friends like these

I have a Word document that I have to read. Sure, it’s just two pages, and it just contains text with no markup whatsoever, but the author used Word to hammer it out, so here I am. In order to view it, I want to install “, that’s what they call their software)”: on my laptop.

I have at my disposal two tools designed explicitly for the purpose of fetching this sort of software, and its dependencies, with minimal hassle. In one corner, wearing the trunks with the foul output format and cryptic-even-to-me search interface, “yum”: Yum likes long walks on the beach, fetching dozens of headers one at a time, and, oh, what’s this?

: work; sudo yum install Gathering header information file(s) from server(s) Server: Fedora Core 1 – i386 – Base Traceback (most recent call last):   File “/usr/bin/yum”, line 60, in ?     yummain.main(sys.argv[1:])   File “”, line 188, in main   File “”, line 766, in getpackageinfofromservers   File “”, line 103, in HeaderInfoNevralLoad ValueError: unpack list of wrong size

Well, huh. (I tried updating yum with yum, in case, you know, stuff, but it worked as well as you would expect given the failure mode above.)

That’s OK, though, because I have at my disposal “rcd(joe wrote this, but I still love him)”:, which usually only eats 100% CPU on my systems for 30 seconds or so at a time, when it’s, uh, well, it’s something really important that it has to do a few times a day. When I start it up, though, it goes into daemon-apeshit-mode immediately, and stays there for quite some time:

  PID USER     PRI  NI  SIZE  RSS SHARE STAT %CPU %MEM    TIME CPU COMMAND 10462 root      25   0 13260  11M 2872  R    92.4  3.0    3:53   0 rcd

“Self”, I say to myself, “self, I wonder what it’s doing with all that CPU time. I bet it’s really exciting and important. Let’s take a look!”

: client; sudo ltrace -p 10462 > /tmp/rcd.ltrace 2>&1 : client; uniq -c < /tmp/rcd.ltrace   25043 memcpy(NULL, “”, 0)                    = NULL       1 memcpy(NULL, “”, 0

Are you excited? I’m very excited that it’s sitting there quite literally copying nothing to nowhere. I wonder if “Joe”: will be as excited.

: rpms; ncftp

I’m back to 1997!

8 comments to “friends like these”

  1. mom
    entered 24 December 2003 @ 11:40 am

    mail it to me and I’ll mail it back in pdf. already been there.

    love you!

  2. jwz
    entered 24 December 2003 @ 5:44 pm
  3. entered 25 December 2003 @ 12:46 pm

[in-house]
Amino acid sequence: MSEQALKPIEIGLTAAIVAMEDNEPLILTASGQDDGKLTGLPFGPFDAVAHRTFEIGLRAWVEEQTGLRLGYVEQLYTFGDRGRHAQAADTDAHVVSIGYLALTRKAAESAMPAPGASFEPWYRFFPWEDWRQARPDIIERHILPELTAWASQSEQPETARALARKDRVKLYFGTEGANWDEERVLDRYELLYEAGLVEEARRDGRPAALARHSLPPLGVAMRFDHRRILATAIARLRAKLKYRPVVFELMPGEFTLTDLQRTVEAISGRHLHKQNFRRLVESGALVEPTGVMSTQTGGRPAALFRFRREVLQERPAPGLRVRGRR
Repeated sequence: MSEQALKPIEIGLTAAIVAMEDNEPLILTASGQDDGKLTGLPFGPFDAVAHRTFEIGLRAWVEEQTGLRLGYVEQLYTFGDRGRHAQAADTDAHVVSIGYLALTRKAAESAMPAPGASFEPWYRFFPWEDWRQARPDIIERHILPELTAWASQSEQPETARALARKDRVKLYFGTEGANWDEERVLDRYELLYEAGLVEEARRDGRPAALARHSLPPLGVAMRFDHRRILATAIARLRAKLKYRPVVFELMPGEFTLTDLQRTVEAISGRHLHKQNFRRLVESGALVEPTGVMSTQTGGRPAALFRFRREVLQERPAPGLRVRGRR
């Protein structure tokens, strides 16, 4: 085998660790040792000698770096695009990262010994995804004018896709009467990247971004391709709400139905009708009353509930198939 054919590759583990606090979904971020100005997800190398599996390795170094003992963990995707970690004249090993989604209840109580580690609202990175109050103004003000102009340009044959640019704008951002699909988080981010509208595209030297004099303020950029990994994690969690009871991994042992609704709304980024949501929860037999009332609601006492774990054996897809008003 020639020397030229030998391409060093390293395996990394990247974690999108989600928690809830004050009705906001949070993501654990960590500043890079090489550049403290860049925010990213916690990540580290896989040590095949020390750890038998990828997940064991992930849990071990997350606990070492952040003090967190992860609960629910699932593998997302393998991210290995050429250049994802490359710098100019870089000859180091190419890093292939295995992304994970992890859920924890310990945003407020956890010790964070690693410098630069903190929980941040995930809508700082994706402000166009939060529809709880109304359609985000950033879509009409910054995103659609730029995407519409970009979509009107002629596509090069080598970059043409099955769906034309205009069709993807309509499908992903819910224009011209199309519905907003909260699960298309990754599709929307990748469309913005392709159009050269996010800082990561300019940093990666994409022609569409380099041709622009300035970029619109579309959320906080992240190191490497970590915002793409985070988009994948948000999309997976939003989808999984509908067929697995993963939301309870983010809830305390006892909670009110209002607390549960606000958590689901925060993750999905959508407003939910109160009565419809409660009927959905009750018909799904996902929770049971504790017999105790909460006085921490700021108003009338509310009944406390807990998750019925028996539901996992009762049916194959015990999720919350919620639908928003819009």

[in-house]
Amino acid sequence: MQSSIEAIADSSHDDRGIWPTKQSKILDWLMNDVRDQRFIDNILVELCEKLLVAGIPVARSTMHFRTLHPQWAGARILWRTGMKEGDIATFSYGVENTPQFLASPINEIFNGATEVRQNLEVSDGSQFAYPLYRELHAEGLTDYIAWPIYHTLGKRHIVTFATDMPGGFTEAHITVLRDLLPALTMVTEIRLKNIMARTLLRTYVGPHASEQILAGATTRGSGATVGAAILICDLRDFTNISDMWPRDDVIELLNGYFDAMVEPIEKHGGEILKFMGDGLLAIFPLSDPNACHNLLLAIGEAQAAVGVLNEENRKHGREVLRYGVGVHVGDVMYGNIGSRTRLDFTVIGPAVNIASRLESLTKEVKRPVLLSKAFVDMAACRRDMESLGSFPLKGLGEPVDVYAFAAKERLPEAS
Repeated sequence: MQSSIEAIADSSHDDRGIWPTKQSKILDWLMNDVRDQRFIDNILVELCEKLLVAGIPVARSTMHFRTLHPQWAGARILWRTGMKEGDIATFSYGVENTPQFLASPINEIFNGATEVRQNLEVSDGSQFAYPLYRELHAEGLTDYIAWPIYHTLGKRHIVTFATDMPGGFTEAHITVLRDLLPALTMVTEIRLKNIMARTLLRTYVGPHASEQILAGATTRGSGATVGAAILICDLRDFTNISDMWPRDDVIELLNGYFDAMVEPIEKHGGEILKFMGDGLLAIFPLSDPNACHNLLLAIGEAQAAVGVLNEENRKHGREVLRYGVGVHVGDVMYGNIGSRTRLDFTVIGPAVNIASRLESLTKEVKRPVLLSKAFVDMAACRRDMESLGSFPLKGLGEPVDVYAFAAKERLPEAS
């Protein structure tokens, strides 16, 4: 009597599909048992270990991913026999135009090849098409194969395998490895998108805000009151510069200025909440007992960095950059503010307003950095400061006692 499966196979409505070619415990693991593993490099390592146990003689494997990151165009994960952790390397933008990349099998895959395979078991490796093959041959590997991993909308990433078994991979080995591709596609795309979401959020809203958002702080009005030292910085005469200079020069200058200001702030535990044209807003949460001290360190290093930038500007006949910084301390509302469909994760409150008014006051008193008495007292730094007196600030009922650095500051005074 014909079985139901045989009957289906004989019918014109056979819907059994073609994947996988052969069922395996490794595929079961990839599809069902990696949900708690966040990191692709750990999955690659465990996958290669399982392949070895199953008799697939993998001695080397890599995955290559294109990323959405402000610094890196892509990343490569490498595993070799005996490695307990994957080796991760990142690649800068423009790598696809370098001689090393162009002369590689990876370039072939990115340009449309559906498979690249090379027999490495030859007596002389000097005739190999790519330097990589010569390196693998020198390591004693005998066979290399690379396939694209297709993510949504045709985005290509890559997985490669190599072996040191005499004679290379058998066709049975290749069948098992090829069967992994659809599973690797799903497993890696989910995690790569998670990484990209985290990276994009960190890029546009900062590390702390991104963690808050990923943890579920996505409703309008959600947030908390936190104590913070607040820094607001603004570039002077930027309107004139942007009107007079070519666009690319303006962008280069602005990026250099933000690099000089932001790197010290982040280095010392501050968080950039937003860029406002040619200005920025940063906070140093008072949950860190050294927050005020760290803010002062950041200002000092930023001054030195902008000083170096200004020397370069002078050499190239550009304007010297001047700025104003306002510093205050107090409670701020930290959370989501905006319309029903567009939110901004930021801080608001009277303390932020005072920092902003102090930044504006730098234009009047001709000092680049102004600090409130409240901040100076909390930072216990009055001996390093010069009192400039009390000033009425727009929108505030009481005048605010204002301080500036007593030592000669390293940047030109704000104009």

Hey Shaver (remember me?), remove the contents of /var/cache/yum, and yum will both be fixed and regenerate them on its next run. That’ll fix the problem – I ran into it myself two months ago.

  4. Mike Hoye
    entered 28 December 2003 @ 1:18 am

    I don’t understand why people stick with rpm-based distros when there’s apt-get out there.

    I mean, it’s a dumb, stock-linux-weenie response – “the solution to your problem is to switch distros” – and I guess that the same thing Paul Graham said about computer languages is true of the various Linux flavors: they teach you to want what they can’t provide. But if that’s true, then RedHat must give you something in exchange for not-having-apt-get that makes it worth your while.

    If so, um, what is that? I’m not trying to be a dick here, I’m wondering what I’m missing.

  5. mom
    entered 28 December 2003 @ 7:54 am

    He he he… I installed OpenOffice on Win98 and didn’t have to change distro’s. How’s that for ironic?

    (I think Shaver is still on vacation — no responses/changes in a while)

  6. entered 29 December 2003 @ 12:22 pm

    apt-get and RPM are orthogonal issues. I can (and do) use yum and rug+rcd to access APT repositories full of RPMs. For once, RPM is not at fault, though the RPM software itself is…well, it’s still the holiday season, so let’s not spoil the mood. (rug/rcd aren’t available for debian, but I think that’s mainly because Ximian doesn’t ship anything else for that platform any more; the original redcarpet stuff worked just fine there.)

    If you’re asking why I don’t use debian, there are a host of other issues, including the fact that I find the Red Hat kernels much more to my liking, as do the customers who pay my salary. Also, debian-stable has things like mozilla-1.0.2. Pass.

    Pat Gunn: I do remember you! LTNS. How are the lizards? I solved the rug problem largely the same way, by blowing away my rcd cache, and then I’m able to use my lovely rug/rcd again. yum, for me, is a tool of last-resort.

    Mom: which form of irony is that?

  7. Mike Hoye
    entered 29 December 2003 @ 10:42 pm

    Well, that’s obvious enough for me to completely overlook. I’ve been using Sid for so long that I’d forgotten how, er, “thoroughly time tested” I guess, Deb-Stable is, and there’s clearly no way you’d want to use unstable or testing in a production environment.

    Still, I figured that you guys, and especially the Lustre-using people in the world, would be rolling your own kernels from source so you could be sure that everyone was playing on the same field. This is amateur figuring, of course

  8. entered 30 December 2003 @ 10:47 am

    Well, we do have our own patches for a variety of distribution and vanilla kernels, but the closer we stay to current “mainstream” kernels, the less we cry when there’s a security erratum or the like.